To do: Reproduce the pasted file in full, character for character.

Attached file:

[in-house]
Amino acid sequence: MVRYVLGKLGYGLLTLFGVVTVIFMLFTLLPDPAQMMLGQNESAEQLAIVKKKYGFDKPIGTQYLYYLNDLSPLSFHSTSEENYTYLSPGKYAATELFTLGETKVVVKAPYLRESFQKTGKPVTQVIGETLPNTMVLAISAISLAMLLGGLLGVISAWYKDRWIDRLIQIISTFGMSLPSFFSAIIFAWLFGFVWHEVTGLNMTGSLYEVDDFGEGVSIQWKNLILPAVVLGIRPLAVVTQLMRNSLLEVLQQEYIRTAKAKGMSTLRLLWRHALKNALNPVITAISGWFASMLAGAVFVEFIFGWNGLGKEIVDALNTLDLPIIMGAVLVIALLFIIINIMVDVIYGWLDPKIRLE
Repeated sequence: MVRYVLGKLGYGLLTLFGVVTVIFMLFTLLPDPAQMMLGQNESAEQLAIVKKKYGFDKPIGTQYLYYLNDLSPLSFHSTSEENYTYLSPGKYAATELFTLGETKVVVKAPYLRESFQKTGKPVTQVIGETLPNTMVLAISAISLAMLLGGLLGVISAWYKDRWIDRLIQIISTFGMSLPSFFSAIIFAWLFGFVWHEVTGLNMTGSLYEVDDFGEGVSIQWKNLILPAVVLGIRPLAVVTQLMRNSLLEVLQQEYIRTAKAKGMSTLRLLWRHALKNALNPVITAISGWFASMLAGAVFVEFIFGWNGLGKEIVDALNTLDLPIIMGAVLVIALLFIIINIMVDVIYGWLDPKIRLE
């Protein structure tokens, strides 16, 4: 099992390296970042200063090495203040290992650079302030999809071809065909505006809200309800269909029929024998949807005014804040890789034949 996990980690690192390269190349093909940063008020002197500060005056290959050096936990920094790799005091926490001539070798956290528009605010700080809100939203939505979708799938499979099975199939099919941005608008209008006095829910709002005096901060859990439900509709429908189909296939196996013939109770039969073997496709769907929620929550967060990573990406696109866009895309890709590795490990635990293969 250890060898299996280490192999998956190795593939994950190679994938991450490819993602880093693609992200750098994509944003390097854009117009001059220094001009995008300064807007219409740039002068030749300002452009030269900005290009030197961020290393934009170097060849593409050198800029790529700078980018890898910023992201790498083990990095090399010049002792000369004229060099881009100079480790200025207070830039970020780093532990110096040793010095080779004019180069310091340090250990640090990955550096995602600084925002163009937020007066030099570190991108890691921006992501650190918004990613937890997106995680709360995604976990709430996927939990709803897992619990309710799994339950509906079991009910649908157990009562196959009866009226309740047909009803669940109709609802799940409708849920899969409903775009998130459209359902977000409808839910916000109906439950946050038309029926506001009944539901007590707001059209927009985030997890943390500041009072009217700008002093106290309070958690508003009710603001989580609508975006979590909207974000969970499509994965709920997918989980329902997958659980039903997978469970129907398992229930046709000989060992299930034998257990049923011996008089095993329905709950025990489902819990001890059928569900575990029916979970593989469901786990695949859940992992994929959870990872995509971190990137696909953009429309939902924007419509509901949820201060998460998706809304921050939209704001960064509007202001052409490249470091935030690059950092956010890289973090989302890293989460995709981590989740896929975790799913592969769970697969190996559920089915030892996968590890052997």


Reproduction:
[in-house]
Amino acid sequence: MVRYVLGKLGYGLLTLFGVVTVIFMLFTLLPDPAQMMLGQNESAEQLAIVKKKYGFDKPIGTQYLYYLNDLSPLSFHSTSEENYTYLSPGKYAATELFTLGETKVVVKAPYLRESFQKTGKPVTQVIGETLPNTMVLAISAISLAMLLGGLLGVISAWYKDRWIDRLIQIISTFGMSLPSFFSAIIFAWLFGFVWHEVTGLNMTGSLYEVDDFGEGVSIQWKNLILPAVVLGIRPLAVVTQLMRNSLLEVLQQEYIRTAKAKGMSTLRLLWRHALKNALNPVITAISGWFASMLAGAVFVEFIFGWNGLGKEIVDALNTLDLPIIMGAVLVIALLFIIINIMVDVIYGWLDPKIRLE
Repeated sequence: MVRYVLGKLGYGLLTLFGVVTVIFMLFTLLPDPAQMMLGQNESAEQLAIVKKKYGFDKPIGTQYLYYLNDLSPLSFHSTSEENYTYLSPGKYAATELFTLGETKVVVKAPYLRESFQKTGKPVTQVIGETLPNTMVLAISAISLAMLLGGLLGVISAWYKDRWIDRLIQIISTFGMSLPSFFSAIIFAWLFGFVWHEVTGLNMTGSLYEVDDFGEGVSIQWKNLILPAVVLGIRPLAVVTQLMRNSLLEVLQQEYIRTAKAKGMSTLRLLWRHALKNALNPVITAISGWFASMLAGAVFVEFIFGWNGLGKEIVDALNTLDLPIIMGAVLVIALLFIIINIMVDVIYGWLDPKIRLE
């Protein structure tokens, strides 16, 4: 099992390296970042200063090495203040290992650079302030999809071809065909505006809200309800269909029929024998949807005014804040890789034949 996990980690690192390269190349093909940063008020002197500060005056290959050096936990920094790799005091926490001539070798956290528009605010700080809100939203939505979708799938499979099975199939099919941005608008209008006095829910709002005096901060859990439900509709429908189909296939196996013939109770039969073997496709769907929620929550967060990573990406696109866009895309890709590795490990635990293969 250890060898299996280490192999998956190795593939994950190679994938991450490819993602880093693609992200750098994509944003390097854009117009001059220094001009995008300064807007219409740039002068030749300002452009030269900005290009030197961020290393934009170097060849593409050198800029790529700078980018890898910023992201790498083990990095090399010049002792000369004229060099881009100079480790200025207070830039970020780093532990110096040793010095080779004019180069310091340090250990640090990955550096995602600084925002163009937020007066030099570190991108890691921006992501650190918004990613937890997106995680709360995604976990709430996927939990709803897992619990309710799994339950509906079991009910649908157990009562196959009866009226309740047909009803669940109709609802799940409708849920899969409903775009998130459209359902977000409808839910916000109906439950946050038309029926506001009944539901007590707001059209927009985030997890943390500041009072009217700008002093106290309070958690508003009710603001989580609508975006979590909207974000969970499509994965709920997918989980329902997958659980039903997978469970129907398992229930046709000989060992299930034998257990049923011996008089095993329905709950025990489902819990001890059928569900575990029916979970593989469901786990695949859940992992994929959870990872995509971190990137696909953009429309939902924007419509509901949820201060998460998706809304921050939209704001960064509007202001052409490249470091935030690059950092956010890289973090989302890293989460995709981590989740896929975790799913592969769970697969190996559920089915030892996968590890052997």